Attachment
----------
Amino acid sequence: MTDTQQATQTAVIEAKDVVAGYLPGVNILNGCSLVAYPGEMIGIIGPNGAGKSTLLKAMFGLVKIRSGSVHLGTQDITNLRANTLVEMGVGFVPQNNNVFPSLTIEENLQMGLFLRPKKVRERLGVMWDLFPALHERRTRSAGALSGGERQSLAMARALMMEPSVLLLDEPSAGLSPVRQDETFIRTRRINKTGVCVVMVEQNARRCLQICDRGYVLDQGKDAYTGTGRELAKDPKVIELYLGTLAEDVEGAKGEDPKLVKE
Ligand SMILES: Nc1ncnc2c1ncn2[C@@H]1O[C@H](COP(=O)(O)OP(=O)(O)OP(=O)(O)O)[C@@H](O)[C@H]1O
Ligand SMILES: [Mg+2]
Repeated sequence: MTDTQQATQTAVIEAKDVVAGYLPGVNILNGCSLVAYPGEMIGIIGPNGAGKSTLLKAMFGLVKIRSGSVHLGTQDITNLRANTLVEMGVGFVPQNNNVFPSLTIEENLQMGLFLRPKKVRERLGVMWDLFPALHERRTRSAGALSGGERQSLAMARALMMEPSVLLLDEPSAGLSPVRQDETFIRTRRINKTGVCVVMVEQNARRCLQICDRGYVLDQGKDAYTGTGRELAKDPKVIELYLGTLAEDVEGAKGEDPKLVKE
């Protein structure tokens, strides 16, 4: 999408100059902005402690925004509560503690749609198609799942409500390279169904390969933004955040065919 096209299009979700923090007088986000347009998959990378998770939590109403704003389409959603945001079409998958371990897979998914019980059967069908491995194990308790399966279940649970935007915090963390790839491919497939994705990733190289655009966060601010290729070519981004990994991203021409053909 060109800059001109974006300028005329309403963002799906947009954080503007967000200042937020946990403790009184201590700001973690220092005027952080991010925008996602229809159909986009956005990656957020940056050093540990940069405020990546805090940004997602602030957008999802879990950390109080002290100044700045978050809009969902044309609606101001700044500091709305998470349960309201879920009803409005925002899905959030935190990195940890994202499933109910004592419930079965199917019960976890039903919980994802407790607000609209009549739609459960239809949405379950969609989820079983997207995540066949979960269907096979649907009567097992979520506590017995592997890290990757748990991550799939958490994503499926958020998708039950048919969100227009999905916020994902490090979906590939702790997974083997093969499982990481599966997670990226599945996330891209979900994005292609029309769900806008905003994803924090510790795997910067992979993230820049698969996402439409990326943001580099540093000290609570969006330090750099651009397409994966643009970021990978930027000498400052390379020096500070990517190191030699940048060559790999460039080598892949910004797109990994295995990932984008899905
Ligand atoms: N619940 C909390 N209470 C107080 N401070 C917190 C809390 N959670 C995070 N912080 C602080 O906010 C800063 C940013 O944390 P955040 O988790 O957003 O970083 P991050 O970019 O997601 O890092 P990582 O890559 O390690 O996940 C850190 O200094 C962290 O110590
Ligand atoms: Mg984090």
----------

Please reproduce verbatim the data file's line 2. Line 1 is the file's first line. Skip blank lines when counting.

Ligand SMILES: Nc1ncnc2c1ncn2[C@@H]1O[C@H](COP(=O)(O)OP(=O)(O)OP(=O)(O)O)[C@@H](O)[C@H]1O